Harry ate an Oreo cream cookie thinking: They start out with this great idea, how to score a bundle. Propose a deal, dress it up. If it works and they get the money they let you go. He believed they would, otherwise why bother with a blindfold? But the black guy had his own proposition, cut the other guys out, and if he did he’d have to kill them. So that’s the kind of people you’re dealing with, Harry thought. Some guys with an idea who most likely never tried it before, felt their way along without knowing shit about what they were doing. So you don’t know either, Harry thought. It could come apart for any number of reasons: not trusting each other, or one of them tells somebody else, the wrong person, the cops enter the picture and these guys panic… Harry thinking, The cops should be on it by now anyway, for Christ sake. What were they doing? Buck Torres, he’d know you’re missing. Joyce would call him first thing. It got Harry excited. But then he thought, No, she wouldn’t call Buck, she’d call Raylan… Well, that was okay, get the cowboy on his trail. But would he have his heart in it? That fucking cowboy might just as soon you stayed missing.
No, he’d get on it. Wouldn’t he?
What Raylan did was drive along Ocean Boulevard looking for vacant property, someplace he could park and cut through to the beach. As a last resort he could go up to the shopping center by the Lantana bridge and park there; he didn’t think it was too far, maybe a mile. He watched his odometer. At six-tenths of a mile he came up on a bunch of Australian pines, big and scraggly, bent from years of wind off the ocean, the trees lining an empty lot of scrub growth. It looked good. He’d leave the Jag here and approach Ganz’s place from the ocean side. Take his boots off to walk along the beach.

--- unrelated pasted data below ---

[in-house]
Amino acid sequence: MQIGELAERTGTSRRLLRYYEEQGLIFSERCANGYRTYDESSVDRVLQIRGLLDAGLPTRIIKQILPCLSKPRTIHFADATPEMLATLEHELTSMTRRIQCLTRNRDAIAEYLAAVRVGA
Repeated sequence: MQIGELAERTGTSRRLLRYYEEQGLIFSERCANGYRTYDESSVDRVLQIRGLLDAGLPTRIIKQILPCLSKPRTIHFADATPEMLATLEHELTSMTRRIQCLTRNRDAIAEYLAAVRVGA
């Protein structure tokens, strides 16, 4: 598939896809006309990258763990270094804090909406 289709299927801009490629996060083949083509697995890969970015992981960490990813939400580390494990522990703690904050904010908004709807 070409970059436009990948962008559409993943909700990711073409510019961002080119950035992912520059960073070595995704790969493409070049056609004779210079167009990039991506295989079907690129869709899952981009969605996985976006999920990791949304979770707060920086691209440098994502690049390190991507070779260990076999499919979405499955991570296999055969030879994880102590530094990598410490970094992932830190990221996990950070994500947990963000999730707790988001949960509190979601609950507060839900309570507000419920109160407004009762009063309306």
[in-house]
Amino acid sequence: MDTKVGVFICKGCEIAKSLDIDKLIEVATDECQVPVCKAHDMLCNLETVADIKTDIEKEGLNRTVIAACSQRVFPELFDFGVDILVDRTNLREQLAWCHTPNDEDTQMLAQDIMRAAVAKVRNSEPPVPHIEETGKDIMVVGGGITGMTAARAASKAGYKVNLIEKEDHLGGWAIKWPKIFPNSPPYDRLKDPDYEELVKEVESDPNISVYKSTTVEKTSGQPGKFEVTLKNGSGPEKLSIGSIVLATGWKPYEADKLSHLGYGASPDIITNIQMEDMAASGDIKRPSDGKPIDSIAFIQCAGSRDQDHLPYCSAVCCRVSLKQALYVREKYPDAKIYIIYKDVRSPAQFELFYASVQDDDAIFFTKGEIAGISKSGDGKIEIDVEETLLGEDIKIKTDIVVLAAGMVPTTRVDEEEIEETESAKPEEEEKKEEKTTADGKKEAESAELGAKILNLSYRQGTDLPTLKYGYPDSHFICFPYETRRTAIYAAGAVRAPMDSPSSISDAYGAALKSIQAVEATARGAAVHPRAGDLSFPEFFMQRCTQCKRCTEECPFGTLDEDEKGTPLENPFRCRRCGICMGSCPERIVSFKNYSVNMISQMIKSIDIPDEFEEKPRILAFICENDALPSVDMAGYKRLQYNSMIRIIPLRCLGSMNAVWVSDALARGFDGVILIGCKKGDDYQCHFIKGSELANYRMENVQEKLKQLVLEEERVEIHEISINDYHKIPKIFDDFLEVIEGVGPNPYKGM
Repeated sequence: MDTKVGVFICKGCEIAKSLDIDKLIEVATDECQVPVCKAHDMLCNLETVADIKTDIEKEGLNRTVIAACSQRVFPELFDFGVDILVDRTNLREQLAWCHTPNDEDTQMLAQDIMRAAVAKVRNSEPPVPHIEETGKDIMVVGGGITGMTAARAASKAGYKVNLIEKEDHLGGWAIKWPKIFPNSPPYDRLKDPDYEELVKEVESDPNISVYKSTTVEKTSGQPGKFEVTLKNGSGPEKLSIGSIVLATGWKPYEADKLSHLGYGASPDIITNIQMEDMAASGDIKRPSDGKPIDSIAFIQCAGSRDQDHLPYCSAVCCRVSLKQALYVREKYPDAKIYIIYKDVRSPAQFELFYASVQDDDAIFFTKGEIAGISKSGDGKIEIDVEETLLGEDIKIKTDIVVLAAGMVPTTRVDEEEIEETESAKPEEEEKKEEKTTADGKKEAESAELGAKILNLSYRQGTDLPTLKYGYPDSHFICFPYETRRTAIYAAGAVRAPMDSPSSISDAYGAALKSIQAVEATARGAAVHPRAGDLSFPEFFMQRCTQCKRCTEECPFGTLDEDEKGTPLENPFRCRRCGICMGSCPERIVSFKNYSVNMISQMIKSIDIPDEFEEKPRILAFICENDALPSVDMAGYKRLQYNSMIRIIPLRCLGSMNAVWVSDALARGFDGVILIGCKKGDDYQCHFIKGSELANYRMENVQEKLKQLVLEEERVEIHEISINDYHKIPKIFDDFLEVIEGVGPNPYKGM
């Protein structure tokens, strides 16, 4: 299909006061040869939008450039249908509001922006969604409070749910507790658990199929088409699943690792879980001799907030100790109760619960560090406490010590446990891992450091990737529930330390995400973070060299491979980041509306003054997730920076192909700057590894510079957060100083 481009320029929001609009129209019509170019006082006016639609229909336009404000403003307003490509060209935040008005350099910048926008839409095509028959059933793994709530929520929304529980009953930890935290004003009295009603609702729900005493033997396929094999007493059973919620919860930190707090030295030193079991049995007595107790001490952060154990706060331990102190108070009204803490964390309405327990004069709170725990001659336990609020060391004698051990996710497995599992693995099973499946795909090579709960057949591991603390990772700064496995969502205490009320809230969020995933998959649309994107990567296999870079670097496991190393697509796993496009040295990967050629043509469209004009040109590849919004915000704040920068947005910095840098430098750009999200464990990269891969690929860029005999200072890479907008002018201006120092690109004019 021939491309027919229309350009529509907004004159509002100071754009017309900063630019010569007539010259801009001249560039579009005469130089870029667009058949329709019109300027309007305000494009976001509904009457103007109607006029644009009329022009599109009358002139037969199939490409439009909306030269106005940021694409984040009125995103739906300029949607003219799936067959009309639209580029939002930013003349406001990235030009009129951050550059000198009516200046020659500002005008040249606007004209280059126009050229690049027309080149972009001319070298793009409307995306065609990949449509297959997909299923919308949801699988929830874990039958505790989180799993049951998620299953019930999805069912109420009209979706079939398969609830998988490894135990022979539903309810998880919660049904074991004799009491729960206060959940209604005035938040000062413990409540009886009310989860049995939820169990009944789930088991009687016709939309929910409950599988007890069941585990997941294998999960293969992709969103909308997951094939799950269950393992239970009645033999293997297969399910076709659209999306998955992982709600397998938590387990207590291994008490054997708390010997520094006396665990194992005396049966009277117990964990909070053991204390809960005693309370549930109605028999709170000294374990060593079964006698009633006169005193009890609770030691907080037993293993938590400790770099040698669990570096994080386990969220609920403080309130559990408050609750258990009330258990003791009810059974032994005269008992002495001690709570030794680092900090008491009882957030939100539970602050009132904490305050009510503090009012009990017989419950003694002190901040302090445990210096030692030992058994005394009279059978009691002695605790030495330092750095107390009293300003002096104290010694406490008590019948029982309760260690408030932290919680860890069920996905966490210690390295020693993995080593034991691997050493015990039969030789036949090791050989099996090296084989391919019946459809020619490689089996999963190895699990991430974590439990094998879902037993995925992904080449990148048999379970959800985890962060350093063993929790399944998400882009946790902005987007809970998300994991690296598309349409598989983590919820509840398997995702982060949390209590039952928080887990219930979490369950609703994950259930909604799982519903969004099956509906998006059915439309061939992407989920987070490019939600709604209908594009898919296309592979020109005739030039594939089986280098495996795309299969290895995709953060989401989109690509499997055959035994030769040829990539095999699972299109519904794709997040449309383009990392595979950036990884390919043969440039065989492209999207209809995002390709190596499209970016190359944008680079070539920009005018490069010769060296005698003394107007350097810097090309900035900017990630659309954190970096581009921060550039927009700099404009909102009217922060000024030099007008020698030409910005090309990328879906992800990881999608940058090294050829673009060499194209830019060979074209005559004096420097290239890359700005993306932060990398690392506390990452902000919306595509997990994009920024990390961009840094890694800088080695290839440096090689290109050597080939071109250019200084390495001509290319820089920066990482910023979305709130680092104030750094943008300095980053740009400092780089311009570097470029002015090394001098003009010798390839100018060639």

Chip was back in the study keeping watch, the hostage room still showing on the TV screen: Harry Arno, without the bathing cap, sitting on his cot eating a cookie… eating another one, digging into the package of Oreos again, Jesus, biting into another one. It made Chip hungry to watch. Not for cookies, though, popcorn. Nothing hit the spot after smoking weed like hot buttered popcorn laced with garlic salt. Thinking about it he had to swallow. Sit here and shove handfuls of popcorn into his mouth while he kept watch. He remembered there was a big jar of Newman’s Own popcorn, unopened, in the kitchen and it gave him a good feeling. He preferred Paul Newman’s to Orville Redenbacher’s, though Orville’s wasn’t bad. It was nice to be a little stoned and know the situation was in hand. Watching Harry the bookmaker eating Oreo creams. Chip grinning now-hey, shit, look at him, still eating. An Oreo wouldn’t be bad… Or peanut brittle-there was a box of it in Harry’s room, right there, on the floor. Jesus, peanut brittle, he could taste it. That’s what he needed, something sweet. First scan the grounds, then go upstairs and get the peanut brittle. Fuck Harry, he had his cookies. Chip pushed a button on the remote. Nothing going on out front. Now the back of the property…